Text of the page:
Wednesday, November 22, 2006

New Name Same Game



Major-General Smedley D. Butler: Common Sense (November 1935)

I spent thirty-three years and four months in active service as a member of our country's most agile military force---the Marine Corps. I have served in all commissioned ranks from a second lieutenant to major-general. And during that period I spent most of my time being a high-class muscle man for Big Business, for Wall Street, and for the bankers, In short I was a racketeer for capitalism
Thus, I helped make Mexico and especially Tampico safe for American oil interests in 1914. I helped make Haiti and Cuba a decent place to live for the National City Bank boys to collect revenues in…. I helped purify Nicaragua for the international banking house of Brown Brothers in 1909-1912. I brought light to the Dominican Republic for American Sugar interests in 1916. I helped make Honduras "right" for American fruit companies in 1903. In China in1927 I helped see to it that Standard Oil went its way unmolested. During those years I had, as the boys in the back room would say, a swell racket. I was rewarded honors, medals, promotion. Looking back on it, I feel I might have given Al Capone a few hints. The best he could do was operate his racket in three city districts. We Marines operated on three continents."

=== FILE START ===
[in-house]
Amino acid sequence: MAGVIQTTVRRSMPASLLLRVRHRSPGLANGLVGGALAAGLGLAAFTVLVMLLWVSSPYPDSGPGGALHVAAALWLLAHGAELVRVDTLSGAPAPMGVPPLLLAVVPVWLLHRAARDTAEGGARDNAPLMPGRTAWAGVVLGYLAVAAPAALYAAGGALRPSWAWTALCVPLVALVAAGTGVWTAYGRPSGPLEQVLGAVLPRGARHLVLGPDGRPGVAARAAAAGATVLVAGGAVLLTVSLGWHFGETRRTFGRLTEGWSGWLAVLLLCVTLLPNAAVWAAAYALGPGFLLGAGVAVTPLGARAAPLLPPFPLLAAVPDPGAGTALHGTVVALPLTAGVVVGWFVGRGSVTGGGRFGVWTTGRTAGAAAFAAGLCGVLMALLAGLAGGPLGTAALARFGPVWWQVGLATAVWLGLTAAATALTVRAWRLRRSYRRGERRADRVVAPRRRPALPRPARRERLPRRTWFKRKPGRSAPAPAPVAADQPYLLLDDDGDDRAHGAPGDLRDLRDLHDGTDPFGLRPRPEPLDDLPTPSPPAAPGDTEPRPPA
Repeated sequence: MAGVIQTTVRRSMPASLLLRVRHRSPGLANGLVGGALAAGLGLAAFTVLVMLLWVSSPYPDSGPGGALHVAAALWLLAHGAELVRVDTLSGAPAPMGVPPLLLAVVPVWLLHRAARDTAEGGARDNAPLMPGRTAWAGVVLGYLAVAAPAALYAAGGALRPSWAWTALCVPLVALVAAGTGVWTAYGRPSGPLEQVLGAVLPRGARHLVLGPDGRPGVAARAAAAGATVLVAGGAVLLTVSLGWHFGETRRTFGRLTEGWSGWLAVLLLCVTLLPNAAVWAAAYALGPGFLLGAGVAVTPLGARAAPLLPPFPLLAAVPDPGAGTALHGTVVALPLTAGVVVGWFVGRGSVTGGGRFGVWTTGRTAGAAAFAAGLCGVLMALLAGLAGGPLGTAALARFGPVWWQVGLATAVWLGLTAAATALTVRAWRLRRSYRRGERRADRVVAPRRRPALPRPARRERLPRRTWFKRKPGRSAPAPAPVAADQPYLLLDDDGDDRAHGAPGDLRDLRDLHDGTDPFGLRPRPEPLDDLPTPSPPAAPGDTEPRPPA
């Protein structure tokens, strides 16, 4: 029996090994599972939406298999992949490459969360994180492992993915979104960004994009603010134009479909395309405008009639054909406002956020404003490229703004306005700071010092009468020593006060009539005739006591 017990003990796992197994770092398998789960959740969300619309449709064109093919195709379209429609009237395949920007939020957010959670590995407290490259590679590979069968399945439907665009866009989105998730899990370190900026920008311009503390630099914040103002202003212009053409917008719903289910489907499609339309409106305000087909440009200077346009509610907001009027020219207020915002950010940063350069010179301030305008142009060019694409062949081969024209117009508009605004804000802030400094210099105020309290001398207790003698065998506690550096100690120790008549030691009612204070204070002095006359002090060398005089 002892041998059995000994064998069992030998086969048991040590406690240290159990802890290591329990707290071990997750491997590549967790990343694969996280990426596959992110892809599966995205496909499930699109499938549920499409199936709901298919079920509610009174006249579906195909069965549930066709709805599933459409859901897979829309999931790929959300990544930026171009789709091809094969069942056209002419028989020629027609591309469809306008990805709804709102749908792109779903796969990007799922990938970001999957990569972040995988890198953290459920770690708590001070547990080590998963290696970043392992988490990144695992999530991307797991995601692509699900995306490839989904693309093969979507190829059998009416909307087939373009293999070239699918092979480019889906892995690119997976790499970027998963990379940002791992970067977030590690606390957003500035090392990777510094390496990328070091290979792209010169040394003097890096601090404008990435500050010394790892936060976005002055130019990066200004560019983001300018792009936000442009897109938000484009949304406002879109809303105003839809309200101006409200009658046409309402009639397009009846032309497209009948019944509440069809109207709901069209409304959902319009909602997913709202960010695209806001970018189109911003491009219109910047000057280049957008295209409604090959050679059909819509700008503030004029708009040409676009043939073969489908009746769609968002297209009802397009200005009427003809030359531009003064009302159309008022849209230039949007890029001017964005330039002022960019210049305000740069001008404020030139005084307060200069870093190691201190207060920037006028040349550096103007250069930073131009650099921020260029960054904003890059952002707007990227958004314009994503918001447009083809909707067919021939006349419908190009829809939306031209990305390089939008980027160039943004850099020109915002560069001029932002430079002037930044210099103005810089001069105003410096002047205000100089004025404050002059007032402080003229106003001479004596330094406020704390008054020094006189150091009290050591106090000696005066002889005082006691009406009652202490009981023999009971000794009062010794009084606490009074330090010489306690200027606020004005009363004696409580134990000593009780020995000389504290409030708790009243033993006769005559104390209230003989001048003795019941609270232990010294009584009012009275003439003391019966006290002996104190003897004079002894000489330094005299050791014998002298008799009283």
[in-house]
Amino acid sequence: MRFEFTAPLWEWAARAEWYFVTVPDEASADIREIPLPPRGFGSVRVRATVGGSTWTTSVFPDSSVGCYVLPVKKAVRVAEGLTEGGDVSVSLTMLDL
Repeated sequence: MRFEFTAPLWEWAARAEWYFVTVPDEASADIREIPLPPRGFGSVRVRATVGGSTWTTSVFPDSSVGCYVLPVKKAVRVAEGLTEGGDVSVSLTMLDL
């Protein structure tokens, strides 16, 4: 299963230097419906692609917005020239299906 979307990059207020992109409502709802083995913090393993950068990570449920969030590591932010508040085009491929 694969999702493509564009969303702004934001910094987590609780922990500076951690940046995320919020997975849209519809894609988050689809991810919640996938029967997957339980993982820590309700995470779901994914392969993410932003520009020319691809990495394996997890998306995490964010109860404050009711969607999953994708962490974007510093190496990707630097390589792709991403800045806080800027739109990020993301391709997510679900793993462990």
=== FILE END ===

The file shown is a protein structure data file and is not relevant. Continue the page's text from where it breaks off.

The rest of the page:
2 comments:

mistharm said...

That's so incredibly sad...

It's true - it's just stripping away absolutely any veneer of 'heroism' or 'patriotism' that the Armed Services are meant to appeal to.

What I mean is: While the military is there to *protect* us - it has been too often used by those in power for their own wants - and it is no different today than it was almost 80 years previously.

Makes me sad to even think about.

Psychomikeo said...

Smedley Darlington Butler (July 30, 1881 – June 21, 1940), nicknamed "The Fighting Quaker" and "Old Gimlet Eye," was a Major General in the U.S. Marine Corps and, at the time of his death, the most decorated Marine in U.S. history. Butler was awarded the Medal of Honor twice during his career, one of only 19 people to be awarded the medal twice. He was noted for his outspoken non-interventionist views and his book War is a Racket, one of the first works describing the military-industrial complex. After retiring from service, Butler became a popular speaker at meetings organized by veterans, communists, pacifists and church groups in the 1930s. Butler came forward to the U.S. Congress in 1934 to report that a proposed coup had been plotted by wealthy industrialists to overthrow the government of President Franklin D. Roosevelt.

He was a great man!!!



http://lexrex.com/enlightened/articles/warisaracket.htm